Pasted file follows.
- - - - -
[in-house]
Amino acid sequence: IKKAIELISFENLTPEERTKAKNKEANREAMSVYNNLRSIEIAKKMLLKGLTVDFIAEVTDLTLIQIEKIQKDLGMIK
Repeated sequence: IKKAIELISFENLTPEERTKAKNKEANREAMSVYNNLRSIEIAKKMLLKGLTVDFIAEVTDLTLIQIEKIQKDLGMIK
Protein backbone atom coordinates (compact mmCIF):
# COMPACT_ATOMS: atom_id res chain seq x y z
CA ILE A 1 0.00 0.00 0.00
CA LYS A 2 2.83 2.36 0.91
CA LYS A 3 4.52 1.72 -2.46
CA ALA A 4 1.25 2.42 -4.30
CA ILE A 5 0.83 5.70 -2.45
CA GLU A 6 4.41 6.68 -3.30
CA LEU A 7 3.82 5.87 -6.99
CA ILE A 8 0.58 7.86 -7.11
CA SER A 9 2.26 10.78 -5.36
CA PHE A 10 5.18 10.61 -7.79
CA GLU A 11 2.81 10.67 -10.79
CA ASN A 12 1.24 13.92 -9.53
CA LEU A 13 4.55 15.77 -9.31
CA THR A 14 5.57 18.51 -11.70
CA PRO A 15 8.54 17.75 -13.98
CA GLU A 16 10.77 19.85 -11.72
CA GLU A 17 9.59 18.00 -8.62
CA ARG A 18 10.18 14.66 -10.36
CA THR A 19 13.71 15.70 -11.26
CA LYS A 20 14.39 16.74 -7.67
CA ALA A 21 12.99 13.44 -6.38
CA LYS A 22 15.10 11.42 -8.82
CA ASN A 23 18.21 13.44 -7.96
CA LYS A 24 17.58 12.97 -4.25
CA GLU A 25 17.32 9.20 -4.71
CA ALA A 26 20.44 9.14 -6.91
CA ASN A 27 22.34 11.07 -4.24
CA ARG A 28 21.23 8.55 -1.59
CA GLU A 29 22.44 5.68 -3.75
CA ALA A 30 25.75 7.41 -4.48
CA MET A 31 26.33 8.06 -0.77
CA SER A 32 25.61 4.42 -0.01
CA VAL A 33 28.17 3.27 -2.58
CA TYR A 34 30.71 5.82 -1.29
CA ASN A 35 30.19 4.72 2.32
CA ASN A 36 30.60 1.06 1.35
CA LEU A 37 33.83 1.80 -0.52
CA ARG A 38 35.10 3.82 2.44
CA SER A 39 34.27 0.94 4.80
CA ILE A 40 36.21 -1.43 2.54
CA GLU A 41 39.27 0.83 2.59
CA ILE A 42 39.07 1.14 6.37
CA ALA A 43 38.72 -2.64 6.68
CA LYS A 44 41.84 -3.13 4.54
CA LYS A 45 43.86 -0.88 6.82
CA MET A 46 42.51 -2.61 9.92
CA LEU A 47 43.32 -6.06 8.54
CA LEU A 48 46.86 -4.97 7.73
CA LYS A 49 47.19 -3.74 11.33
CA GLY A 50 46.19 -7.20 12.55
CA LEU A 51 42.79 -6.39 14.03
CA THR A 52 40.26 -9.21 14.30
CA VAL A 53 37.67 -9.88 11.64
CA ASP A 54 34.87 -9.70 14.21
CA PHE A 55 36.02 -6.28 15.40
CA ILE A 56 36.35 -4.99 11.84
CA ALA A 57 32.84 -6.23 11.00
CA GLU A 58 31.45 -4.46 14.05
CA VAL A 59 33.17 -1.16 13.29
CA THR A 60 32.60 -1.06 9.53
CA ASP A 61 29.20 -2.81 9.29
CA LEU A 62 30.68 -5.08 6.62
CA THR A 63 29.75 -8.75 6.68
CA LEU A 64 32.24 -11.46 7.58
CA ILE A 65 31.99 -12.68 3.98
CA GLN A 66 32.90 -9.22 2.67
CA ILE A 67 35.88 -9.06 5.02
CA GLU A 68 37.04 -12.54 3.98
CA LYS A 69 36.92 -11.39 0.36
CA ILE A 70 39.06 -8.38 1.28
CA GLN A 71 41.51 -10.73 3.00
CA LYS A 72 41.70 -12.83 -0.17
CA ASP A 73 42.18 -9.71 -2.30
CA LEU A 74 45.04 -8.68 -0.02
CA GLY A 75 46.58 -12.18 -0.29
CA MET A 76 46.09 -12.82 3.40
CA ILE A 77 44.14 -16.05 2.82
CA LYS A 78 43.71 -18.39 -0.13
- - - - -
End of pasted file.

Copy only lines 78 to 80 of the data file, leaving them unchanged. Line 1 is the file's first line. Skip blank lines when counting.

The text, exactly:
CA ASP A 73 42.18 -9.71 -2.30
CA LEU A 74 45.04 -8.68 -0.02
CA GLY A 75 46.58 -12.18 -0.29